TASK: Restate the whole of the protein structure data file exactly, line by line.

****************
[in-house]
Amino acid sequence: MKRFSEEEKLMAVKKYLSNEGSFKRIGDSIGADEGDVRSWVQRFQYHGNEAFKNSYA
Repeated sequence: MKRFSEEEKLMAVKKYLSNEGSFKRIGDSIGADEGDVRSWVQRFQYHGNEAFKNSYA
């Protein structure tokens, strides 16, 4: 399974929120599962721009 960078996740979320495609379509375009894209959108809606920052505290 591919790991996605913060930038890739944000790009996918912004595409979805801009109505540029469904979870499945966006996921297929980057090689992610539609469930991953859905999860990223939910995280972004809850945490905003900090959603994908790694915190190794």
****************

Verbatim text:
[in-house]
Amino acid sequence: MKRFSEEEKLMAVKKYLSNEGSFKRIGDSIGADEGDVRSWVQRFQYHGNEAFKNSYA
Repeated sequence: MKRFSEEEKLMAVKKYLSNEGSFKRIGDSIGADEGDVRSWVQRFQYHGNEAFKNSYA
């Protein structure tokens, strides 16, 4: 399974929120599962721009 960078996740979320495609379509375009894209959108809606920052505290 591919790991996605913060930038890739944000790009996918912004595409979805801009109505540029469904979870499945966006996921297929980057090689992610539609469930991953859905999860990223939910995280972004809850945490905003900090959603994908790694915190190794």